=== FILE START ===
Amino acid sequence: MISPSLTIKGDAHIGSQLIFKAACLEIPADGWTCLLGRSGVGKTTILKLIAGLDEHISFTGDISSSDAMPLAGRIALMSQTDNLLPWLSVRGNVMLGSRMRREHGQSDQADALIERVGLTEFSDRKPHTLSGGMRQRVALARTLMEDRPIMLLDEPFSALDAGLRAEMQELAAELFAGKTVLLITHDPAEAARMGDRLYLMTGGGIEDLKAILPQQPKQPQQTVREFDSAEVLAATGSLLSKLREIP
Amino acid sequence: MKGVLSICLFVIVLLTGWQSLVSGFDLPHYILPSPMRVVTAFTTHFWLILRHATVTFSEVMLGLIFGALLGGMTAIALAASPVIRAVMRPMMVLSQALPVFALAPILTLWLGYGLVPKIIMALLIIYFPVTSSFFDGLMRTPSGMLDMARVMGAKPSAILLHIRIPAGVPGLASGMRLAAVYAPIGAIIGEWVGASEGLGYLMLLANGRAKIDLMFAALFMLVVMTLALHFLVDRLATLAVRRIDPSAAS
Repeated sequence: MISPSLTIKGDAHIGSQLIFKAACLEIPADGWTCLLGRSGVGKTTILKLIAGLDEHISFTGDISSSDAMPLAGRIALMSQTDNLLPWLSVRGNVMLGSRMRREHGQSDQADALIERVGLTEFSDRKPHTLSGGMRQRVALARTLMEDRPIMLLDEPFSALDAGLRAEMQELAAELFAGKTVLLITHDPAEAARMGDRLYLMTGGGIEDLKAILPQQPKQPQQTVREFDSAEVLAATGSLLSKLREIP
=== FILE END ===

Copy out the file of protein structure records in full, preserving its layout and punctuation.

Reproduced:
Amino acid sequence: MISPSLTIKGDAHIGSQLIFKAACLEIPADGWTCLLGRSGVGKTTILKLIAGLDEHISFTGDISSSDAMPLAGRIALMSQTDNLLPWLSVRGNVMLGSRMRREHGQSDQADALIERVGLTEFSDRKPHTLSGGMRQRVALARTLMEDRPIMLLDEPFSALDAGLRAEMQELAAELFAGKTVLLITHDPAEAARMGDRLYLMTGGGIEDLKAILPQQPKQPQQTVREFDSAEVLAATGSLLSKLREIP
Amino acid sequence: MKGVLSICLFVIVLLTGWQSLVSGFDLPHYILPSPMRVVTAFTTHFWLILRHATVTFSEVMLGLIFGALLGGMTAIALAASPVIRAVMRPMMVLSQALPVFALAPILTLWLGYGLVPKIIMALLIIYFPVTSSFFDGLMRTPSGMLDMARVMGAKPSAILLHIRIPAGVPGLASGMRLAAVYAPIGAIIGEWVGASEGLGYLMLLANGRAKIDLMFAALFMLVVMTLALHFLVDRLATLAVRRIDPSAAS
Repeated sequence: MISPSLTIKGDAHIGSQLIFKAACLEIPADGWTCLLGRSGVGKTTILKLIAGLDEHISFTGDISSSDAMPLAGRIALMSQTDNLLPWLSVRGNVMLGSRMRREHGQSDQADALIERVGLTEFSDRKPHTLSGGMRQRVALARTLMEDRPIMLLDEPFSALDAGLRAEMQELAAELFAGKTVLLITHDPAEAARMGDRLYLMTGGGIEDLKAILPQQPKQPQQTVREFDSAEVLAATGSLLSKLREIP